Ua ahonui nō ʻoe i nā pōpilikia.

You have been patient in the times of trouble

Pukui, Mary Kawena, Elbert, Samuel H. (1965). Hawaiian Dictionary


Within a few short months following an announcement that he had cancer, Senator Spark Masayuki Matsunaga passed away. Beloved for his steadfast service, Senator Matsunaga would be difficult to follow. His approach to passing legislation embodied ahonui. When he singlehandedly convinced Congress to establish a U.S. Peace Institute, it culminated over 20 years of quietly lobbying and laying the groundwork for its passage. Similarly, he is credited for leading the charge to pass the Civil Liberties Act of 1988. Even as his health was beginning to fail, he personally met with every senator and garnered an unprecedented 75 co-sponsors for the bill, ensuring it would not be defeated. So when he died, Governor Waiheʻe rushed to fill his spot with someone of similar caliber.

At the time of Senator Matsunaga’s passing, Daniel K Akaka was a US Representative in Congress. Like Matsunaga, Akaka approached his work with ahonui and aloha. He once noted, “I am not a born politician. People tell me I have to be feisty to get my way in Congress. But that’s not my style. I use my Hawaiian abilities and the spirit of Aloha that brings people together.” During his time in the House, then Representative Akaka dedicatedly lobbied for Native Hawaiian issues and securing funding for our state. Hence, when the governor asked Akaka to serve out Senator Matsunaga’s term, Akaka asked for time. Advancing to the Senate meant greater prestige and opportunities to make personal gains. However, Akaka sat on the powerful House Appropriations Committee and knew if he left too soon, bills advantageous to Hawaiʻi might fail. So, as in many other instances in his life, Akaka put others before himself. He considered the bigger picture and how he could help more people. Akaka practiced ahonui and asked that his confirmation to the Senate be delayed.



Inspired by Gholdy Muhammad

Please watch A Chair for My Mother  written and illustrated by Vera B. Williams. Then with you child, answer the following:

  • IDENTITY: Talk with your kupuna about something your ʻohana saved money to buy or to do. How long did it take? How did they save the money?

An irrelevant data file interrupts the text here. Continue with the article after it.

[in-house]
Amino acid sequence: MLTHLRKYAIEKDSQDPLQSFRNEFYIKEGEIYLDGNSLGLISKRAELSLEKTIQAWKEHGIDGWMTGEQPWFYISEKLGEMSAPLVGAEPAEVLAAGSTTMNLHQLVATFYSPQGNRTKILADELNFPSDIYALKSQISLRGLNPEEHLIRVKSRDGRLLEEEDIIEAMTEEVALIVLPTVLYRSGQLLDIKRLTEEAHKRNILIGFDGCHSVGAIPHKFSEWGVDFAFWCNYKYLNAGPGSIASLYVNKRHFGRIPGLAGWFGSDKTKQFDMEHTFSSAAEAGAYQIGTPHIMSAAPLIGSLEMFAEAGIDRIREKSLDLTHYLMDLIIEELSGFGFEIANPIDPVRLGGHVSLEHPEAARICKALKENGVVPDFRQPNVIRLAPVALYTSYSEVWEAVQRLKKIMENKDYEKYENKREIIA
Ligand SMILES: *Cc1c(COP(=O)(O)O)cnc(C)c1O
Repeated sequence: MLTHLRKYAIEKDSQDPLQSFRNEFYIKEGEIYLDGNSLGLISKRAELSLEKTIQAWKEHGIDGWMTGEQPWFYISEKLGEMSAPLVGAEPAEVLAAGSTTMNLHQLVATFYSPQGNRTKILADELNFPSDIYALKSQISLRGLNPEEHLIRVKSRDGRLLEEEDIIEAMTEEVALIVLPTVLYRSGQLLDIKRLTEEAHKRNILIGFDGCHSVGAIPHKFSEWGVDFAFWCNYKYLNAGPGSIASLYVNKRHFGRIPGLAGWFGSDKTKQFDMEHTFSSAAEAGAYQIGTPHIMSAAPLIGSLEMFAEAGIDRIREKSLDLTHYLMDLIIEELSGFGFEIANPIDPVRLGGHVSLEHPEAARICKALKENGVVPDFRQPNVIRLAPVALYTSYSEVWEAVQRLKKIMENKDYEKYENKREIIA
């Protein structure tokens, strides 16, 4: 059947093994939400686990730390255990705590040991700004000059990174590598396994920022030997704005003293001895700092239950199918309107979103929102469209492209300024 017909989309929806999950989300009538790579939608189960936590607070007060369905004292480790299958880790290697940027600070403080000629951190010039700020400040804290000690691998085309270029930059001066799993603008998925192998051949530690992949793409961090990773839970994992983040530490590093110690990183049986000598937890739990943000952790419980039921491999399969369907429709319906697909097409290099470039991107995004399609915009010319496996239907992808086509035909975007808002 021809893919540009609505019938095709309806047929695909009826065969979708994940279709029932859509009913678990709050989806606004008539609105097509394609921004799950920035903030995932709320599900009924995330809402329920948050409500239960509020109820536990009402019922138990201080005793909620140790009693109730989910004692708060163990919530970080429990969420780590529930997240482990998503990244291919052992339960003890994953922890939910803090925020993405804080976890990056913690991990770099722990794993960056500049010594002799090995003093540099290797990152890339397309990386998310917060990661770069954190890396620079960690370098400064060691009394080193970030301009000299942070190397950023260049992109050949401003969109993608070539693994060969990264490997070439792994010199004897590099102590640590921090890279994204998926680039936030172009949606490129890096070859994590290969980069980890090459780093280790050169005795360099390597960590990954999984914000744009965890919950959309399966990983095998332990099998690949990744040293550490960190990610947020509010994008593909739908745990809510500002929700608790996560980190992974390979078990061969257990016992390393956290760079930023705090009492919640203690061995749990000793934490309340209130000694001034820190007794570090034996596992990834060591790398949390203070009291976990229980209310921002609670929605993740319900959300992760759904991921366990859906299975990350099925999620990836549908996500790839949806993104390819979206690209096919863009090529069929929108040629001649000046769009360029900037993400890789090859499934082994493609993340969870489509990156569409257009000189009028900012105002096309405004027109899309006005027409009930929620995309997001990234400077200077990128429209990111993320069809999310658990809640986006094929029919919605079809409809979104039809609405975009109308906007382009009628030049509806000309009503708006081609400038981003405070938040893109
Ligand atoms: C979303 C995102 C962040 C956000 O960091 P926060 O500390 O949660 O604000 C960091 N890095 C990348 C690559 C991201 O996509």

• SKILLS: Why was the chair important to the main character and her family? Predict what they will do with the money they save next.
  • INTELLECT: The main character and her mother practiced perseverance and frugality as they saved up for their arm chair. Look up the definitions of perseverance and frugality. Use them in a story of your own.
  • CRITICALITY: In the story, the community helped the main character’s family after their home burned down just as our school has raised money through the Fun Run to help a school in Lahaina. Why is it important to help others who experience misfortune and disaster?
  • JOYMake a homemade bank and save money for something you want to buy in the future.


Last week, our amazing volunteers along Mokulele noted that one parent has been driving along the wrong side of the street to drop their children and another nearly caused an accident after making an illegal u-turn. Auwe.

Please remember that we all want to get our children to school safely and on-time. Please obey all traffic rules and to always drive with aloha – meaning show ahonui (patience) and akahai (grace and kindness). Mahalo nui loa for your help in keeping our roads and driveways safe for our keiki.



See Uncle Pono Shim explain the Noʻahuna, the esoteric meaning, of Aloha as taught to him by Aunty Pilahi, the Keeper of Secrets.


Join us in letting “that light, that divine inspiration that Aunty Pilahi Paki says is given to you at your very beginning, come through and let your ALOHA join with the ALOHA of the collective to bring about healing.” 


At the Daily Piko, we share thoughts on the Aloha value for the week which helps us become centered and ready to learn. We begin at 8 AM everyday except Wednesdays.


Apr 22 – May 10Smarter Balance Assessment testing
Wed, May 15 PM KES School Community Council Meeting
Fri, May 3Waiver Day – No Students
Sat, May 118:30 – 11:30 AM Campus Beautification
Fri, May 17May Day

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